Back to the Medicis: I know that there were (at the very least) 3 Cosimos, 2 Ferdinandos and 1 Francesco (all of whom are grandly entombed at the family crypt).  Their crest is of 5 ugly red globules topped by a 6 ugly globule, except in lapis lazuli that contains within itself 3 golden florets.  The Medici were patrons for a shit ton of art.  They paid for the glitzy, multi'colored Duomo church (3rd largest in Christendom, if Rick Steves is to be believed) and matching baptistry, and matching bell tower.  And probably also paid for a large number of the galleries and carved marble sculptures that literally litter the streets of Florence.

I also know this: the Medici are dead.  They have been for centuries.  But people (self included) still pay good dollars to see the detritus that they left behind.  Years ago.  The wealth and gardens and such of the Medicis was such that it exists.  Still, today, largely preserved by, what I can only imagine, is the people of Florence and, in a more basic sense, the morbid curiosity of people such as myself who pay into this system, and buy into the grand history that is, and continues to be, the Medici.  Because the Medicis, may they rest in peace, are probably one of the richest dead families in the world.  The gold and precious stones and man hours and carved marble that makes up their physical kingdom is unreproducible.  No one can buy it.  And there may not be enough lapis lazuli left, untouched in the world to populate yet another dead man's crypt.

All this to say that I can't help but think of a passage from Finite and Infinite Games where to the player of the finite game, the victor plays the game such that the game cannot be played again.  The victor wants the game to end, for the only game that has been played to be the one that he has won.  Then the trophy that he has won will be his forever; his role shifts from that of a game player to one that makes sure that no one else can win the game such as he has won it.

If, in some sense, riches were a game, I would say that the Medici, may God let their soles rest easy in their marble tombs, have come fairly close to holding their trophy, even into death.


* Michelangelo ran off to Rome at some point, presumably after one of his patron saint Medicis died.  Or maybe he went with their blessing.  At any rate, he left for Rome, leaving in his wake several unfinished sculptures, most notably, in my mind at any rate, the faces of Day and Night, on two of the alters of the Medici crypt.

Concrete

Our weird, divorcing yet comforting concrete that cocoons us apart from the world, the real non-slicked surface of rocks and bugs and unevenness. That's what Italy is missing - the miles of concrete, chalky white fresh concrete or the darker cracking stuff, the lifecycle of our shell.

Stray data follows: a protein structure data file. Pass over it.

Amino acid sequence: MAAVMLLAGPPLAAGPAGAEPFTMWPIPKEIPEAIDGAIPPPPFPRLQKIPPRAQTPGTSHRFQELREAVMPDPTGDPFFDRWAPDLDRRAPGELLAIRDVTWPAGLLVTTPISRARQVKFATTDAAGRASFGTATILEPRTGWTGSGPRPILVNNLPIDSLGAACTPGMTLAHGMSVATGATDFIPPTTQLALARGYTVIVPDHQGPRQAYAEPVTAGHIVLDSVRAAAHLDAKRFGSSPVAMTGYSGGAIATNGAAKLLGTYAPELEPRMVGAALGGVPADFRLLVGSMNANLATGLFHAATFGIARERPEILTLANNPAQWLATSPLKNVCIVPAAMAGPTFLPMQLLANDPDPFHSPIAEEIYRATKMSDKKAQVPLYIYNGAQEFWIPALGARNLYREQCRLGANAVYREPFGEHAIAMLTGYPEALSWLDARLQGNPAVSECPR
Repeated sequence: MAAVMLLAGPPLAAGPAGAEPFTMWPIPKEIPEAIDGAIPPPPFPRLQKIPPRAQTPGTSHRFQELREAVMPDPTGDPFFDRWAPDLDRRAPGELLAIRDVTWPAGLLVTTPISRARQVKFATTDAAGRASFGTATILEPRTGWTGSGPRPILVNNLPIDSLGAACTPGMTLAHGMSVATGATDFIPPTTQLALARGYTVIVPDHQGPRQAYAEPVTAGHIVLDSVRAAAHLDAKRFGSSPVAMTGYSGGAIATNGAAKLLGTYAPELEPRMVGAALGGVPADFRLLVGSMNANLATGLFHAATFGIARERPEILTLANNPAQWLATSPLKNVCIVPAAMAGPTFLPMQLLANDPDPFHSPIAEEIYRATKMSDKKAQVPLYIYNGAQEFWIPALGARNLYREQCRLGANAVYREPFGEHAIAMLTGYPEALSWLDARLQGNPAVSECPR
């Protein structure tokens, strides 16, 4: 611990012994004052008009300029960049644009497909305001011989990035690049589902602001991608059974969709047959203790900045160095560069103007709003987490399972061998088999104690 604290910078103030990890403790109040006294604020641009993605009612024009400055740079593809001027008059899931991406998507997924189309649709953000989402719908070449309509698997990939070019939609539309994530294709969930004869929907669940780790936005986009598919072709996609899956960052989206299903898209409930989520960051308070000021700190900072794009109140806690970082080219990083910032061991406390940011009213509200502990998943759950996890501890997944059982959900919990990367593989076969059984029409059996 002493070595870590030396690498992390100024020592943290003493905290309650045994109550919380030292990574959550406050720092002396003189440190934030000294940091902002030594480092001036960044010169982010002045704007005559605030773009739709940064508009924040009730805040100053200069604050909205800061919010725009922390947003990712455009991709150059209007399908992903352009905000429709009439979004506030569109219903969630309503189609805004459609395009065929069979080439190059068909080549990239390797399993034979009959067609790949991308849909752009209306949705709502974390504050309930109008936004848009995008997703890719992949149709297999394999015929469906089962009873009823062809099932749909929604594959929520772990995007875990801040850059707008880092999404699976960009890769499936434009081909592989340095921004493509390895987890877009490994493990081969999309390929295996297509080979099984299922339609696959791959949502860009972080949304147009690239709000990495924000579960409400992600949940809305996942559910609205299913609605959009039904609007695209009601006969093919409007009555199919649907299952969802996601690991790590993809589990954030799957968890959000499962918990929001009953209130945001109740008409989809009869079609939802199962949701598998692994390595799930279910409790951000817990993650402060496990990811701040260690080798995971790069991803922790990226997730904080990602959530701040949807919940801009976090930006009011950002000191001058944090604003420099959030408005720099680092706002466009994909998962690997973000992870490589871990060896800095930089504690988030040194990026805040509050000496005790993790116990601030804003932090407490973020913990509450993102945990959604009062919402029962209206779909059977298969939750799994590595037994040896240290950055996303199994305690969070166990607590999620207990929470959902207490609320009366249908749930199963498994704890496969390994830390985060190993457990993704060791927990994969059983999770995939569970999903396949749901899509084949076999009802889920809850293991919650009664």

Humans: tortoises with houses made of concrete.

Right leaning

Wherein the real meaning of "Liberty" and "Freedom" means the right of every man to his own tiny, fascist kingdom.


Public debate then, is important; it amounts to inter-fiefal negotiation.

Aug 2, 2015

Final Analysis

I changed my mind about Ellen Ullman's By Blood. On a whole, the narrator reminds me more of Humbert Humbert in Nabokov's Lolita. 

The myopia was limited to a particular passage. Overall the style is jagged, it changes as the narrative focus shifts from the process of analysis to the girl's origin story.

Meh.

Maria

I'm on my way to Milan for my first solo Euro trip.  At least the first part solo.  I don't have many expectations. All I know is that this is new. I'm not sure what it will be like. Maybe I'll hate traveling alone?
I left my laptop at home - this is the longest I've ever gone without it. In fact, this may be the longest that I've given myself to not think about work. Or side projects. Of accomplishing, but only in thought.
Well, that's not entirely true. I brought a stack of books and magazines a foot high. Reading material accounts for roughly half my luggage.  The plan is to finish them off (2 novels written by a programmer turned writer*, 1 nonfiction book about Orientalism**, a travel guide for Croatia [part 2 of Eurotrip], a few ripped out chapters of an Italian guide book, and the 2 most recent issues of the New Yorker). I'm honestly not terribly excited about any of them - each has an ulterior motive behind it.  The scheming for a better self: it acknowledges no bounds.
The two novels are by Ellen Ullman. (Source of recommendation: I believe it was a previous copy of the New Yorker, in a review for her novel The Bug). I started the other one I bought on a whim (recommended by Amazon) called By Blood. It's a novel about a man who becomes a willing interlocutor on a woman's sessions with her analyst.
The style reminds me of a distant echo of Clarice Lispector. It's not quite as myopic and slow paced as Clarice, but the singular focus on the narrator's psychic experience of living through this other woman's story harkens to a similar self-analytic style. It lacks the extensive grave and 3rd voice that seems to haunt Lispector's stories, but the detailed, minutiad dissection of motives echoes similarly.